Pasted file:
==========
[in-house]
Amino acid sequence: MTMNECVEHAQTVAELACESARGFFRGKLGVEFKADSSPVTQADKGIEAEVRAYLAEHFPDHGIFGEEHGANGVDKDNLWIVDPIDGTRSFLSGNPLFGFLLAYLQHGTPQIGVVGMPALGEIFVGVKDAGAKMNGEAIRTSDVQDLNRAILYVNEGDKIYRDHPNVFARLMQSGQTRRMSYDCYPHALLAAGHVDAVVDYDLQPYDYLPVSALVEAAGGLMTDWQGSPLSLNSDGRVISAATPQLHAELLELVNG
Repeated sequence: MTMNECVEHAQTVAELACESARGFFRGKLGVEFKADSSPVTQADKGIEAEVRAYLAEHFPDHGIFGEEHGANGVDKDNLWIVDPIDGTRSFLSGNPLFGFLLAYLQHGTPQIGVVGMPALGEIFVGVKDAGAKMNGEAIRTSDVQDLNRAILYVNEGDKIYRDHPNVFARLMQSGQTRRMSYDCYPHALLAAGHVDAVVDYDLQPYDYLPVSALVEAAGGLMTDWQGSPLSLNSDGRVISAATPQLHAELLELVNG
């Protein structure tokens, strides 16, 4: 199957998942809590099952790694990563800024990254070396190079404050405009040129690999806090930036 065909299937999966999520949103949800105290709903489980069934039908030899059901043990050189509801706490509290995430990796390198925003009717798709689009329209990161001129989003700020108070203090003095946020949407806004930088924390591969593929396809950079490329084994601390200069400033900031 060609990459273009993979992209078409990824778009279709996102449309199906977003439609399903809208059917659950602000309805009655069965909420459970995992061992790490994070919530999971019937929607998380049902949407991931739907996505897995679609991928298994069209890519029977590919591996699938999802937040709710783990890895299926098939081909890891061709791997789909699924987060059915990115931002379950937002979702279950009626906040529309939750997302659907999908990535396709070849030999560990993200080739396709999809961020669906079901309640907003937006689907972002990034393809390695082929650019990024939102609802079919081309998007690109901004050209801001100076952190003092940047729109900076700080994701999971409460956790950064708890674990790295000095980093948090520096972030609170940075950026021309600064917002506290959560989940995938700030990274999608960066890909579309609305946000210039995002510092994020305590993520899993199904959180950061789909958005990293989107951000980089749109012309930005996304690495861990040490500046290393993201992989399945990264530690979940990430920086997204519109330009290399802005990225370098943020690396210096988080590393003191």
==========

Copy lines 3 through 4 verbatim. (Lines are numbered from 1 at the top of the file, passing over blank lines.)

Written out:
Repeated sequence: MTMNECVEHAQTVAELACESARGFFRGKLGVEFKADSSPVTQADKGIEAEVRAYLAEHFPDHGIFGEEHGANGVDKDNLWIVDPIDGTRSFLSGNPLFGFLLAYLQHGTPQIGVVGMPALGEIFVGVKDAGAKMNGEAIRTSDVQDLNRAILYVNEGDKIYRDHPNVFARLMQSGQTRRMSYDCYPHALLAAGHVDAVVDYDLQPYDYLPVSALVEAAGGLMTDWQGSPLSLNSDGRVISAATPQLHAELLELVNG
């Protein structure tokens, strides 16, 4: 199957998942809590099952790694990563800024990254070396190079404050405009040129690999806090930036 065909299937999966999520949103949800105290709903489980069934039908030899059901043990050189509801706490509290995430990796390198925003009717798709689009329209990161001129989003700020108070203090003095946020949407806004930088924390591969593929396809950079490329084994601390200069400033900031 060609990459273009993979992209078409990824778009279709996102449309199906977003439609399903809208059917659950602000309805009655069965909420459970995992061992790490994070919530999971019937929607998380049902949407991931739907996505897995679609991928298994069209890519029977590919591996699938999802937040709710783990890895299926098939081909890891061709791997789909699924987060059915990115931002379950937002979702279950009626906040529309939750997302659907999908990535396709070849030999560990993200080739396709999809961020669906079901309640907003937006689907972002990034393809390695082929650019990024939102609802079919081309998007690109901004050209801001100076952190003092940047729109900076700080994701999971409460956790950064708890674990790295000095980093948090520096972030609170940075950026021309600064917002506290959560989940995938700030990274999608960066890909579309609305946000210039995002510092994020305590993520899993199904959180950061789909958005990293989107951000980089749109012309930005996304690495861990040490500046290393993201992989399945990264530690979940990430920086997204519109330009290399802005990225370098943020690396210096988080590393003191």